The American deep state—influential career executives in the national security community—has started to push back on President Donald Trump on a number of issues, including immigration, U.S.–Russia policy, and counterterrorism operations. One of the most important may be detention and interrogation, where career military and intelligence officials rejected a draft executive order that would have resurrected the torture regime that existed immediately after 9/11, reflecting campaign promises by President Trump to bring waterboarding (and “much worse”) back into America’s interrogation arsenal.
That they did so should not surprise anyone who has followed the issue over the past decade. Why Trump’s draft order got such a rude welcome, however, deserves attention because it illustrates important changes since 9/11 in U.S. counterterrorism policy and practice. Career professionals in the Defense Department, the CIA, and elsewhere don’t want torture because it doesn’t work, corrodes their integrity, makes it harder to work with allies, and carries enormous risk for strategic blowback. The value of human intelligence has also diminished in relative terms as other American intelligence tools have improved, so there is less incentive for intelligence agencies to want torture in their kits.
This story begins with the detention and interrogation policy that President Trump’s draft order sought to resurrect. Two of President Barack Obama’s three orders relating to torture were to be revoked, and a George W. Bush administration order from 2007 was to be reinstated. The order directed Defense Secretary James Mattis to keep Guantanamo Bay open and use it not just for existing detainees but new ones, too. Trump’s order also directed the military to review its interrogation manual to determine whether it needed more enhanced interrogation tools. And, most notably, the order asked the CIA to consider restarting its “black sites” program for retention, detention, and interrogation of terror suspects, which was shut down by President Bush in late 2006.
The order met stiff opposition from career officials within the Defense Department and the CIA from the moment it left the White House. When a draft leaked, Republican and Democratic national security leaders joined the chorus of dissent. In response, the Trump White House developed a more milquetoast order, keeping Guantanamo’s prison open but jettisoning plans to revive the CIA’s torture program and the military’s more aggressive interrogations, too.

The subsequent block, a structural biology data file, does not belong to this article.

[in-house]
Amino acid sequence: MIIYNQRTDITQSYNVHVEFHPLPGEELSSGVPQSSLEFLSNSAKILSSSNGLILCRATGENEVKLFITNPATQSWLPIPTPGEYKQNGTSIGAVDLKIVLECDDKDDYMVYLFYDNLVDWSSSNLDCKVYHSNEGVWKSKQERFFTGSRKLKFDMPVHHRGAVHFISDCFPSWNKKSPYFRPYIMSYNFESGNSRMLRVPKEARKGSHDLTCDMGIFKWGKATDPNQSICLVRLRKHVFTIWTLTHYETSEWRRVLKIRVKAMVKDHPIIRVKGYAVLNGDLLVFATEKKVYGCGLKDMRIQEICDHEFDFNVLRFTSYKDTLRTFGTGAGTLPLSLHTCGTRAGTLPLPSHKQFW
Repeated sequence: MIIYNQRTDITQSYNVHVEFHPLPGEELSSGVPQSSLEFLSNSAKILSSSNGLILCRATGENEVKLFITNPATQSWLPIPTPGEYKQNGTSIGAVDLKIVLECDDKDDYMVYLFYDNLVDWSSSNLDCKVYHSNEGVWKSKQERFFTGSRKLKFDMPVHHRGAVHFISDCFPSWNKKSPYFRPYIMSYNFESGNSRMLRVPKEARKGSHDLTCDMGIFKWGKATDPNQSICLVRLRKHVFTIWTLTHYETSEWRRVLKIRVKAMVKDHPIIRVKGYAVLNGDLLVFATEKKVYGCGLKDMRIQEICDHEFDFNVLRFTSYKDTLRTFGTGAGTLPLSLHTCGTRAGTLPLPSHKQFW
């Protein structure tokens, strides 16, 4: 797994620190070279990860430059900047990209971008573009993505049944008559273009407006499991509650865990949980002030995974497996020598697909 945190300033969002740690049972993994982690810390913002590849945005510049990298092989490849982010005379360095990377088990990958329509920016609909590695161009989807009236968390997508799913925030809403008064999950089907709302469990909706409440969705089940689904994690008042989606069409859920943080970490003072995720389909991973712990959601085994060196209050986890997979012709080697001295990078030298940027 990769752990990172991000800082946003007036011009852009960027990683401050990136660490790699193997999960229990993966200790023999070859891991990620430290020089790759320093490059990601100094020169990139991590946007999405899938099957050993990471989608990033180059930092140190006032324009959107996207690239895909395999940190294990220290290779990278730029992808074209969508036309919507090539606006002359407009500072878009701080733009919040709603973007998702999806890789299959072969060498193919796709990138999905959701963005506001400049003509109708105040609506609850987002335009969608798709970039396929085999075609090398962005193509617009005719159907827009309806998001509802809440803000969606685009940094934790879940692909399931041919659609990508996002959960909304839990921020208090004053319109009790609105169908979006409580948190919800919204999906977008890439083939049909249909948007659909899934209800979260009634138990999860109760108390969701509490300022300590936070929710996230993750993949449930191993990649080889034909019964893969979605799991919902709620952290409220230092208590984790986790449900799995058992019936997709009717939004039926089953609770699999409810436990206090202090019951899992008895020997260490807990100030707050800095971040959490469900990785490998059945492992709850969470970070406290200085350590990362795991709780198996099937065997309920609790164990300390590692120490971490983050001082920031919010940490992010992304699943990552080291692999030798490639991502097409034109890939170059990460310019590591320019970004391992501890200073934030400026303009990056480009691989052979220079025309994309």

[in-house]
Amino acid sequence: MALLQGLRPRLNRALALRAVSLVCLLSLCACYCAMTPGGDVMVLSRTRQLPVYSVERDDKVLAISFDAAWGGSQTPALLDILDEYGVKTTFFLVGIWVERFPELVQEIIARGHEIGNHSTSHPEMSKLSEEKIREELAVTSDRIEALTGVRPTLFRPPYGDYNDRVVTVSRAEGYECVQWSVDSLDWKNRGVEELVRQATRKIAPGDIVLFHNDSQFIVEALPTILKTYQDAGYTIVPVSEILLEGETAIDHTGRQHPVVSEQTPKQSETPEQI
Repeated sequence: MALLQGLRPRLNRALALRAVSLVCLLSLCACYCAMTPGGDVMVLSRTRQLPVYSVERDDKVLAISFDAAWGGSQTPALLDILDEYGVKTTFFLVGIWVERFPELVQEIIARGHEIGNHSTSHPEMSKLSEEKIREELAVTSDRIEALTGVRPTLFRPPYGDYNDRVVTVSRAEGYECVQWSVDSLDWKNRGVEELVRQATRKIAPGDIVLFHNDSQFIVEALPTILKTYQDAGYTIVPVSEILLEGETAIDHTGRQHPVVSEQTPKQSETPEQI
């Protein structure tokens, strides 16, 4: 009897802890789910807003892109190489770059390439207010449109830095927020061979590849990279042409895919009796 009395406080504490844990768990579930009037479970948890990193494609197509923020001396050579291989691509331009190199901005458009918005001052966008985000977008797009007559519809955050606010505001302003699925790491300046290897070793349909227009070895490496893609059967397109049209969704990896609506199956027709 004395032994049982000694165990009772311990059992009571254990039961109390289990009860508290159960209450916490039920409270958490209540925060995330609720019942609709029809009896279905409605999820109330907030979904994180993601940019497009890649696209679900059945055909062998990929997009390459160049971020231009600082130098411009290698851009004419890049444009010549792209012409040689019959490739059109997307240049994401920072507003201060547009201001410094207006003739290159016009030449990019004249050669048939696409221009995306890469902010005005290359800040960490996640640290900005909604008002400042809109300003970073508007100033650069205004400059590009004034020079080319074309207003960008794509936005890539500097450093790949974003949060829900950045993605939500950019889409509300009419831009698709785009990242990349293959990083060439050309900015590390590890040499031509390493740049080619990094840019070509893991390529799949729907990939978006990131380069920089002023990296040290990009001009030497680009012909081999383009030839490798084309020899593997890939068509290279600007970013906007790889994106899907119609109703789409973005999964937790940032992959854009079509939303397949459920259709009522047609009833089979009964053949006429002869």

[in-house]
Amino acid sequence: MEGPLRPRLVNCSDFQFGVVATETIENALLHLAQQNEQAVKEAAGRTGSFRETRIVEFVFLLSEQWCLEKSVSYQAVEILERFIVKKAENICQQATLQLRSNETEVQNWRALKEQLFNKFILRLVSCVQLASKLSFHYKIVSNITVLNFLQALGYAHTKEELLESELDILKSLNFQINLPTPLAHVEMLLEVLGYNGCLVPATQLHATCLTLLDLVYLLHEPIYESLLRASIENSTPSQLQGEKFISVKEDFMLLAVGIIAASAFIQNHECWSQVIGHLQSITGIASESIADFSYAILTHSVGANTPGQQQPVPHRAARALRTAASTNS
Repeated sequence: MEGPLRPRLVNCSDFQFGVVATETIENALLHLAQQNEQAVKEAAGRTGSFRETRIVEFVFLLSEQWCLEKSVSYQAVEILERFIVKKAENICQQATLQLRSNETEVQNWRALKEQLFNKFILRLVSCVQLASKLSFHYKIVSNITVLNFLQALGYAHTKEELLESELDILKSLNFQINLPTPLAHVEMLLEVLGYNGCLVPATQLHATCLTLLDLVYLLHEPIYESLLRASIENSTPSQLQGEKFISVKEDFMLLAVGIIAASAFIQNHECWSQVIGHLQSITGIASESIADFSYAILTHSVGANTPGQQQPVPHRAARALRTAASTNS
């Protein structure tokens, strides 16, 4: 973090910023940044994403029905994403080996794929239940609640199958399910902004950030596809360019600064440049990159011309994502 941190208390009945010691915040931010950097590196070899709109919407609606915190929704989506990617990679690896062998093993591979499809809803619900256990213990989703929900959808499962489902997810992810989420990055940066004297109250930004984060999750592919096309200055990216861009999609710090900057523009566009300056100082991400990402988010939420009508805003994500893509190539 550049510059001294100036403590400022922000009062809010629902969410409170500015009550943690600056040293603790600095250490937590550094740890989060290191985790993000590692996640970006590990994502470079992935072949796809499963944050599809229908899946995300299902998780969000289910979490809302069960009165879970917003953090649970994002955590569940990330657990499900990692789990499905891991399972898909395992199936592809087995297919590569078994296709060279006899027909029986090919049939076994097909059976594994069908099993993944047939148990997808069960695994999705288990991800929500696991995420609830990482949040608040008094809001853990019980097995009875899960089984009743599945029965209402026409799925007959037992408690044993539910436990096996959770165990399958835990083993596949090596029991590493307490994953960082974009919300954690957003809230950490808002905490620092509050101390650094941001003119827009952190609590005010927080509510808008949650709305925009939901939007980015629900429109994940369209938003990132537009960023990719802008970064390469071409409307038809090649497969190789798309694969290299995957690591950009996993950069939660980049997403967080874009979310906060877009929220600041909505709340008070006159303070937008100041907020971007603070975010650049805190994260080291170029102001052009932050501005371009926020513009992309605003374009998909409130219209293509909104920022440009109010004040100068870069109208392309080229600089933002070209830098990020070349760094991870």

The career professionals in these agencies didn’t push back on the original order because of any political opposition to Trump. The deep state led by these agencies’ career executives, generals, and admirals transcends administrations, and even partisan politics to some extent, despite what Trump may think of their support for him. These professionals pushed back, publicly and privately, because they have learned the hard way that torture is ineffective, unwise, and strategically risky.
Defense and intelligence professionals have learned that torture simply does not work through questioning tens of thousands of detainees since 9/11. The professionals inside the CIA, FBI, Defense, and other agencies have developed an effective arsenal of lawful interrogation techniques that do work—and work particularly well when coupled with other intelligence tools, such as forensic information like fingerprints on the inside of explosive devices. As Secretary Mattis (who oversaw thousands of interrogations during his service in the Marine Corps) reportedly told President Trump, “a pack of cigarettes and a couple of beers” produces better intelligence than torture.